Sinodun Hills

Walk 2012

In this sweet field high raised above the Thames
Beneath the trenched hill of Sinodun
Amidst sweet dreams of disembodied names
Abide the setting of the August sun,
Here where this long ridge tells of days now done;
This moveless wave wherewith the meadow heaves
Beneath its clover and its barley-sheaves.

Across the gap made by our English hinds
Amidst the Roman's handiwork, behold
Far off the long-roofed church the shepherd binds
The withy round the hurdles of his fold
Down the foss the riverbed of old,
That through the long lapse of time has grown to be
The little grassy valley that you see.

Rest here awhile, not yet the eve is still,
The bees are wandering yet, and you may hear,
The barley mowers on the trenched hill,
The sheep-bells, and restless changing weir
All little sounds made musical and clear
Beneath the sky that burning August gives,
While yet the thought of glorious Summer lives.

- William Morris

National Trail

job #4 - It all adds up.

One t'ther half in a romper boiler suit

plus one newly fixed water heater home from a spell in a Mikuni borstal

equals HOT WATER!

Yes, yes, we have hot water. Not so pikey now, heh?

Well, okay, we are...

But at least we're clean!

Every boat should have one (you’ll feel naked otherwise).

It's true. You don’t realise it yet but you will. Yes, you will and you'll wonder how you survived so long without one.

All great ships in history had one (well ok, not all). The Vikings knew how to build a good ship and they used them to ward off evil spirits and scare the Bejesus out of everyone. The fact that not everyone believed in Jesus at the time is a mere technicality. I could have said it was used to frighten the pants off everyone instead, but I’m sure not everyone had undergarments either.

A mere nine centuries later it was introduced on galleons and other such vessels to help a non-literate society distinguish one vessel from another. I guess saying “that big ship over there” no longer held sway.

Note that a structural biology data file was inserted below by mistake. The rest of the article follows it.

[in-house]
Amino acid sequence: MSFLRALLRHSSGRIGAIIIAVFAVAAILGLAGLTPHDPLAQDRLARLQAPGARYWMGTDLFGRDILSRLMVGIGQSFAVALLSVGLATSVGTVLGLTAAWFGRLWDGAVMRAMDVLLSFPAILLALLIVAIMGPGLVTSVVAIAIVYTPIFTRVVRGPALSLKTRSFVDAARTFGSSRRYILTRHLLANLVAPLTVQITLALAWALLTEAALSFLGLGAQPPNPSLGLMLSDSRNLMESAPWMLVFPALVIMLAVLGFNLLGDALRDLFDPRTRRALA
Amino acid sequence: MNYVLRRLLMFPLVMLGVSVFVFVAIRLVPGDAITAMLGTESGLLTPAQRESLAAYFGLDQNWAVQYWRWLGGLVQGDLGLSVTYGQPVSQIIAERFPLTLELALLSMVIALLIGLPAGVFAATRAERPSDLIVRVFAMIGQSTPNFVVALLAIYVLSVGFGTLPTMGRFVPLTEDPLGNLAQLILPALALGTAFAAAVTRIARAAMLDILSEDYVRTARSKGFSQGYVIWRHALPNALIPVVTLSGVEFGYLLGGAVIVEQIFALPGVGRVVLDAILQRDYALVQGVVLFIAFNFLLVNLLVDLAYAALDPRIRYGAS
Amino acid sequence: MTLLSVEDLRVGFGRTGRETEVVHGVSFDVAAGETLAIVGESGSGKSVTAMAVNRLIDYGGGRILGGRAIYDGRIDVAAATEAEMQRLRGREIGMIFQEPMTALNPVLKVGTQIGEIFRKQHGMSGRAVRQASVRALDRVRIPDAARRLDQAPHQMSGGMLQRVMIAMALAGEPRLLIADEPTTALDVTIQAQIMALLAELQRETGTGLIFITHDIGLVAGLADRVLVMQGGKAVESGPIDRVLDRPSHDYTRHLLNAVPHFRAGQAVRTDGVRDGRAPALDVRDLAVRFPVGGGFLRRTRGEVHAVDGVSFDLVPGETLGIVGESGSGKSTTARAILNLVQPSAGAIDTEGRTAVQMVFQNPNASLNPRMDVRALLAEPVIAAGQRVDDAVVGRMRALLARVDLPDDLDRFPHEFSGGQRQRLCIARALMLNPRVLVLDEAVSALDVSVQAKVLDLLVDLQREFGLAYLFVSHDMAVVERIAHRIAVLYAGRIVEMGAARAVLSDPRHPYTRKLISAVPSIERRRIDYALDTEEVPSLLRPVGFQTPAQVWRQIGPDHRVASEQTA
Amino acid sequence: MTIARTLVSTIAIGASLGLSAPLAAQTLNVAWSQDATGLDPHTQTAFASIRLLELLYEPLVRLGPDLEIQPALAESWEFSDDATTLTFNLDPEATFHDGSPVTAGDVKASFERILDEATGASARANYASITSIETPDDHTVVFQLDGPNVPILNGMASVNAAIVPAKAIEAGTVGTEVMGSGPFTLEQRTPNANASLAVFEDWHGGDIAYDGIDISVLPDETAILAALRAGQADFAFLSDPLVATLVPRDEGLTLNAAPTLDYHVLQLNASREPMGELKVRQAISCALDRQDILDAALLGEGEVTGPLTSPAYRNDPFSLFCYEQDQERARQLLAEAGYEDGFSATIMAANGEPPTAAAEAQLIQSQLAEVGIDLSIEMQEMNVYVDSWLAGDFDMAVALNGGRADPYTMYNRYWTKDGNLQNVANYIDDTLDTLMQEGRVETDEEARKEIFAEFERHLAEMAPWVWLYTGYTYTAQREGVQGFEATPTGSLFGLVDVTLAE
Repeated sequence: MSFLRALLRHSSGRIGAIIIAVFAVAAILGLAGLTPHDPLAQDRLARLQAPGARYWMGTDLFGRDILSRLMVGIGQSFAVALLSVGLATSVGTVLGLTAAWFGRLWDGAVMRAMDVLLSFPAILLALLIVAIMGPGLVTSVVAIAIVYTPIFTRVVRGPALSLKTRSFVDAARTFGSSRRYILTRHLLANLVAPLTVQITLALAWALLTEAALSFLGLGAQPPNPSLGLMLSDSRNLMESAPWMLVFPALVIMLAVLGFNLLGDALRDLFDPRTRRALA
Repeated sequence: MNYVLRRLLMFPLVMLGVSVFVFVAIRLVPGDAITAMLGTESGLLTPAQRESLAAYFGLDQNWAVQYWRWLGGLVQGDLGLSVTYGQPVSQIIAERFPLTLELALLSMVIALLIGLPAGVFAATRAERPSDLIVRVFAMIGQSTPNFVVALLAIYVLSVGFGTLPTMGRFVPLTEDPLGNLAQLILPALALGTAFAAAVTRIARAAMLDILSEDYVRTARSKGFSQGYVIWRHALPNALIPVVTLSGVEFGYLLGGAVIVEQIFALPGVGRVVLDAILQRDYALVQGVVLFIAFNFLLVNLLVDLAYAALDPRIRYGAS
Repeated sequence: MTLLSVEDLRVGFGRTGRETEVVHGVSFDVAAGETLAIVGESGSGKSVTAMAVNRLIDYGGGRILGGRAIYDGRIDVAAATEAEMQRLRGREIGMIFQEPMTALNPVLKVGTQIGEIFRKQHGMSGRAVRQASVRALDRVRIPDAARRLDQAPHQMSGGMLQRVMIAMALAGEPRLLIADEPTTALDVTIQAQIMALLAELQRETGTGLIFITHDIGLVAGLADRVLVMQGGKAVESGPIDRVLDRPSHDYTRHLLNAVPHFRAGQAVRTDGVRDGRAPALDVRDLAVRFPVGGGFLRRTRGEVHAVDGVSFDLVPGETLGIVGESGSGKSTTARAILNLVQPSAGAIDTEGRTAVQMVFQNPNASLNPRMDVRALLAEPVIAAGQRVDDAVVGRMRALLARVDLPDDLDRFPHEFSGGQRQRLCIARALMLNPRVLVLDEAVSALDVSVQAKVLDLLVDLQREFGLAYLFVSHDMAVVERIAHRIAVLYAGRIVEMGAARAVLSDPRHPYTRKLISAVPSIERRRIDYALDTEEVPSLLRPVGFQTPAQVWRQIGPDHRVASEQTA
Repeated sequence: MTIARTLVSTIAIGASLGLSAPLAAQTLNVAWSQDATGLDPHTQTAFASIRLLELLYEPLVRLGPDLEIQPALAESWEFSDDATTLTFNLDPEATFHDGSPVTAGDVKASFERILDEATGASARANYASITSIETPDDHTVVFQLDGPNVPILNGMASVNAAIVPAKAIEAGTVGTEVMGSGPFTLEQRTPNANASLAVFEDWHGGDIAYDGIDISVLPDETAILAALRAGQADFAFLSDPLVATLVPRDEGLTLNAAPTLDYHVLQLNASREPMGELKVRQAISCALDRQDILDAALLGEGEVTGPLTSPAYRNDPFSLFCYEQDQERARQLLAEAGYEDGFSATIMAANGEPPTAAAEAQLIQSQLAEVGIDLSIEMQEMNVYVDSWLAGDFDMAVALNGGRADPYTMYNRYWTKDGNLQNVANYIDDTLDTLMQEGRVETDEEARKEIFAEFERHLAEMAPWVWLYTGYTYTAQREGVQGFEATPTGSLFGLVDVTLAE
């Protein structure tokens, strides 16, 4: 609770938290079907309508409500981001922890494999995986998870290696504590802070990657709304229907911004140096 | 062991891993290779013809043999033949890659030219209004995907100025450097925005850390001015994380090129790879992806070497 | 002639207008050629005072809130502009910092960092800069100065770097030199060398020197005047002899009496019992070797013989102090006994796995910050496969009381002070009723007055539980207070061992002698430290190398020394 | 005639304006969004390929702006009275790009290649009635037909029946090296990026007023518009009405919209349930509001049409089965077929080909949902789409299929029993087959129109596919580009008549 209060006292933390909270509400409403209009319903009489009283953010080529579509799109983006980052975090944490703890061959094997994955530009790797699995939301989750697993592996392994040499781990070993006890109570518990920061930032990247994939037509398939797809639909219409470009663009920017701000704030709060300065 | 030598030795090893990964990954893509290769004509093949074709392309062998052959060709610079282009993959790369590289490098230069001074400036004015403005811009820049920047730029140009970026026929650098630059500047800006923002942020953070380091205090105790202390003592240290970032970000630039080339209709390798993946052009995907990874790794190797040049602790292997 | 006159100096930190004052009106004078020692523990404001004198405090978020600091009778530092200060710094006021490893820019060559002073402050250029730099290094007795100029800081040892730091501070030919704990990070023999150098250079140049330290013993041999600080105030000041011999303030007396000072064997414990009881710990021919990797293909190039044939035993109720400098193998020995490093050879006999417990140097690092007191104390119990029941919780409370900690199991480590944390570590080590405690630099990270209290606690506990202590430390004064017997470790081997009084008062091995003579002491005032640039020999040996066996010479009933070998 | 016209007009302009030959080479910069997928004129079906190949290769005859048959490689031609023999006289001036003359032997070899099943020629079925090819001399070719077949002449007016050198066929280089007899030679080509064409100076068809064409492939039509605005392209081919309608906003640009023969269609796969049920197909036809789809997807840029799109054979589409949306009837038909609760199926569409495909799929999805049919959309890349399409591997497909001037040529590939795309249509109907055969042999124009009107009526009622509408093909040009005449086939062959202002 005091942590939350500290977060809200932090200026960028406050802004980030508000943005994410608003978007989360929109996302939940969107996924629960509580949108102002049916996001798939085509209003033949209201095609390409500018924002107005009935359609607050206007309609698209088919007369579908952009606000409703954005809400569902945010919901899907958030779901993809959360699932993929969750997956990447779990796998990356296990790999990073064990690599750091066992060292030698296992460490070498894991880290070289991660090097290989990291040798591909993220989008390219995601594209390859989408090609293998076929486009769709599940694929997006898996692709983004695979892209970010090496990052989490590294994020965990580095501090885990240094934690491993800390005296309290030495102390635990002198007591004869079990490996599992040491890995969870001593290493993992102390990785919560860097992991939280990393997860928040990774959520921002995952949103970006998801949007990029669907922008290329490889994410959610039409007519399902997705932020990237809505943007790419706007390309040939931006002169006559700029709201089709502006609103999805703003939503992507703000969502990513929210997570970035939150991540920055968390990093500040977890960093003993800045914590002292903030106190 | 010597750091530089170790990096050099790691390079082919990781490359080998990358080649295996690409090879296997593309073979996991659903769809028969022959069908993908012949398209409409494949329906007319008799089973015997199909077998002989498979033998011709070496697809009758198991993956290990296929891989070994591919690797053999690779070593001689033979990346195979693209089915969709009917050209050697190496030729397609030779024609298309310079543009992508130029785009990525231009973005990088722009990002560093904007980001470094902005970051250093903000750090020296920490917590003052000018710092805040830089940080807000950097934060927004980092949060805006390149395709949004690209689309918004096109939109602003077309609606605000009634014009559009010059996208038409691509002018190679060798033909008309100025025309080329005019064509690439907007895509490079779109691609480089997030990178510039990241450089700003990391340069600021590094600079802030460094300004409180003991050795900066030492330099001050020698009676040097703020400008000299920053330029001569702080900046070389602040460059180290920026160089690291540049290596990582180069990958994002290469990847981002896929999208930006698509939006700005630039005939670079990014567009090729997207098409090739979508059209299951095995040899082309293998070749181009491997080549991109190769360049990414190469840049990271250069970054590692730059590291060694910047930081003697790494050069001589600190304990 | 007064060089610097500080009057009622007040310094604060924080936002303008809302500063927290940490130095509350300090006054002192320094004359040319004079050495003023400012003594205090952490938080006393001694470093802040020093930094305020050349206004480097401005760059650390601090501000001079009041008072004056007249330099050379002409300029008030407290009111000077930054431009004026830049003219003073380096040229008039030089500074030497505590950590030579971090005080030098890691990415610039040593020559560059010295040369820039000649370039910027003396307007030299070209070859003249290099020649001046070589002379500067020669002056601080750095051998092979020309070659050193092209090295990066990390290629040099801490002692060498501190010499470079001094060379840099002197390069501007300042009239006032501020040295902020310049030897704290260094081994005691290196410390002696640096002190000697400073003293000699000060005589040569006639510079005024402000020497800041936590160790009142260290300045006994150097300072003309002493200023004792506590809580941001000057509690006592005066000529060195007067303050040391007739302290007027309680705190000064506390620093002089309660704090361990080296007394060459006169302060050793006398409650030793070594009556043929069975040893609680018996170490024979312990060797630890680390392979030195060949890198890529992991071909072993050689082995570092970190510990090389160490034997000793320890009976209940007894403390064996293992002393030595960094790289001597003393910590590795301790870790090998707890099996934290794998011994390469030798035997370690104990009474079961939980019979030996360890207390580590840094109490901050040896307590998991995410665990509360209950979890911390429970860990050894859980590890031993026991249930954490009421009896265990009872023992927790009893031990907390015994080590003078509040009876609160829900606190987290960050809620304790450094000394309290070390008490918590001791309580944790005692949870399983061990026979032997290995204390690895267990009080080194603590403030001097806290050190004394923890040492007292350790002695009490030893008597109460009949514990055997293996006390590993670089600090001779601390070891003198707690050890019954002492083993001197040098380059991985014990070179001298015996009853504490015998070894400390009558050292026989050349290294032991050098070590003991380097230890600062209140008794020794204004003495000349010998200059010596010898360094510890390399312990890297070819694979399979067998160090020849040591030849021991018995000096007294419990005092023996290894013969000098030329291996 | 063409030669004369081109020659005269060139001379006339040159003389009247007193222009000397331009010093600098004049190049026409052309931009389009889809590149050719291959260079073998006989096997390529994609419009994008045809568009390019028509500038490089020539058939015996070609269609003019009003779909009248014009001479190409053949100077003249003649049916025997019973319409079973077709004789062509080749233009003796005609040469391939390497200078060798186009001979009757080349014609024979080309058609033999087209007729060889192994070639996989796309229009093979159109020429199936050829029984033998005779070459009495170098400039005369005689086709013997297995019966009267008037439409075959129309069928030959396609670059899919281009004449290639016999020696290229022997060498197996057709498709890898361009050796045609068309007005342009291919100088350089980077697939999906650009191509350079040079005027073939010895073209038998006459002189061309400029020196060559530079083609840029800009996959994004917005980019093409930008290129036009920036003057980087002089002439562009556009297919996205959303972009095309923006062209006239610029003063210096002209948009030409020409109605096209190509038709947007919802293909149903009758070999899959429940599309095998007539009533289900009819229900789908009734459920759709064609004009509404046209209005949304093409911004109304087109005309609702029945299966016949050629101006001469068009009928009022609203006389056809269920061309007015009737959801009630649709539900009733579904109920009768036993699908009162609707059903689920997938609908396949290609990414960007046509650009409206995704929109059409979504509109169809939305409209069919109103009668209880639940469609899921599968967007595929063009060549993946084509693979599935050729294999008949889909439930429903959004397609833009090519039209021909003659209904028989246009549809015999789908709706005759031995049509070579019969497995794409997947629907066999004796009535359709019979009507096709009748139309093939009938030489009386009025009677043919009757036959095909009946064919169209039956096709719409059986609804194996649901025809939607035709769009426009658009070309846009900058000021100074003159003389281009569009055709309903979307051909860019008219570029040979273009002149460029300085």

Yes, I’m talking about fidgureheads.

Their appeal has waned over the years but has never been entirely lost.

They might not seem an obvious feature on a narrowboat... primarily because they’re not. But this shouldn’t put you off having one. Traditionally ‘eyes’ were painted on the bow of a boat to ward off evil spirits but let’s face it, when you’re drunk and it’s dark and you’re trying to remember which boat is yours as you stumble home, it can be a bit difficult to pick out your boat in a line-up of likely characters – and the spirits (good or bad) don’t lend a hand.

And this is where Jon (aka Sasquatch - there have been sightings...) steps in to help. He, of the @workboatpug on Twitter makes figurehads out of rope. It’s like a fender-corndolly-type affair. And they are blimmin’ brilliant.

He’ll make you one – just ask him, and then you, like us, can have delusions of grandeur too. We no longer think of the boat as a humble monkey-come-narrowboat. No, we now sail in a mighty vessel that we use to scare the life out of the local population. In my head we are aboard The Queen Anne’s Revenge and we’re up to no good. That would make the Hubby Blackbeard and me... erm, ok, we’ll leave this analogy behind...

So, here's to Jon, allowing drunkards* to find their boats again.

*Not that we're this way inclined...